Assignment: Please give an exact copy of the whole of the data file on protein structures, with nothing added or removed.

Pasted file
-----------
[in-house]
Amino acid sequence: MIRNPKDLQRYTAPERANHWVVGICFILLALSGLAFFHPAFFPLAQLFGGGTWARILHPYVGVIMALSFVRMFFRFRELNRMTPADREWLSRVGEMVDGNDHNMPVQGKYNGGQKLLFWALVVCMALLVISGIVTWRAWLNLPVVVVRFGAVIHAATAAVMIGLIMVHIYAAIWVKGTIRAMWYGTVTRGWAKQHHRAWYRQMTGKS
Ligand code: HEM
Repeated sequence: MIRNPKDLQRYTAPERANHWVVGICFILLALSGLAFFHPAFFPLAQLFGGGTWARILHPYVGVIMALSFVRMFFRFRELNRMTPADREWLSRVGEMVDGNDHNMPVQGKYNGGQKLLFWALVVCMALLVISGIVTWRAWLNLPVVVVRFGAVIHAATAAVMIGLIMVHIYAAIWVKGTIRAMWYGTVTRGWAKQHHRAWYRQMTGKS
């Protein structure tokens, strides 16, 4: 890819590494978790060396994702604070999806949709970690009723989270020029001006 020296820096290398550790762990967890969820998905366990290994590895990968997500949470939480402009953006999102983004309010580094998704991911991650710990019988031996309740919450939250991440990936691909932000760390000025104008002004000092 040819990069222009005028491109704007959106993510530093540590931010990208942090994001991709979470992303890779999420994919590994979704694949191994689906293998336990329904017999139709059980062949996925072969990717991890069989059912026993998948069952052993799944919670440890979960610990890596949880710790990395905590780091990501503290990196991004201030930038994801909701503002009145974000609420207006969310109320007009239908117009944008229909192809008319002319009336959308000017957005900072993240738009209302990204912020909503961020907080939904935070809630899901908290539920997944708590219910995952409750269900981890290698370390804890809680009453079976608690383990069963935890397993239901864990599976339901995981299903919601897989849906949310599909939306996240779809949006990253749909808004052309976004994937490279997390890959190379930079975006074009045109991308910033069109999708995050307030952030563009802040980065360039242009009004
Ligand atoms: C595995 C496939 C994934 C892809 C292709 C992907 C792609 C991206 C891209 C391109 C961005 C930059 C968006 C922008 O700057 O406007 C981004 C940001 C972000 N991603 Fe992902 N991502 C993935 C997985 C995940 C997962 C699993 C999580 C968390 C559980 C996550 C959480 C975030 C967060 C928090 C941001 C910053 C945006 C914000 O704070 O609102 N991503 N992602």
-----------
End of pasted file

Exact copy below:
[in-house]
Amino acid sequence: MIRNPKDLQRYTAPERANHWVVGICFILLALSGLAFFHPAFFPLAQLFGGGTWARILHPYVGVIMALSFVRMFFRFRELNRMTPADREWLSRVGEMVDGNDHNMPVQGKYNGGQKLLFWALVVCMALLVISGIVTWRAWLNLPVVVVRFGAVIHAATAAVMIGLIMVHIYAAIWVKGTIRAMWYGTVTRGWAKQHHRAWYRQMTGKS
Ligand code: HEM
Repeated sequence: MIRNPKDLQRYTAPERANHWVVGICFILLALSGLAFFHPAFFPLAQLFGGGTWARILHPYVGVIMALSFVRMFFRFRELNRMTPADREWLSRVGEMVDGNDHNMPVQGKYNGGQKLLFWALVVCMALLVISGIVTWRAWLNLPVVVVRFGAVIHAATAAVMIGLIMVHIYAAIWVKGTIRAMWYGTVTRGWAKQHHRAWYRQMTGKS
């Protein structure tokens, strides 16, 4: 890819590494978790060396994702604070999806949709970690009723989270020029001006 020296820096290398550790762990967890969820998905366990290994590895990968997500949470939480402009953006999102983004309010580094998704991911991650710990019988031996309740919450939250991440990936691909932000760390000025104008002004000092 040819990069222009005028491109704007959106993510530093540590931010990208942090994001991709979470992303890779999420994919590994979704694949191994689906293998336990329904017999139709059980062949996925072969990717991890069989059912026993998948069952052993799944919670440890979960610990890596949880710790990395905590780091990501503290990196991004201030930038994801909701503002009145974000609420207006969310109320007009239908117009944008229909192809008319002319009336959308000017957005900072993240738009209302990204912020909503961020907080939904935070809630899901908290539920997944708590219910995952409750269900981890290698370390804890809680009453079976608690383990069963935890397993239901864990599976339901995981299903919601897989849906949310599909939306996240779809949006990253749909808004052309976004994937490279997390890959190379930079975006074009045109991308910033069109999708995050307030952030563009802040980065360039242009009004
Ligand atoms: C595995 C496939 C994934 C892809 C292709 C992907 C792609 C991206 C891209 C391109 C961005 C930059 C968006 C922008 O700057 O406007 C981004 C940001 C972000 N991603 Fe992902 N991502 C993935 C997985 C995940 C997962 C699993 C999580 C968390 C559980 C996550 C959480 C975030 C967060 C928090 C941001 C910053 C945006 C914000 O704070 O609102 N991503 N992602």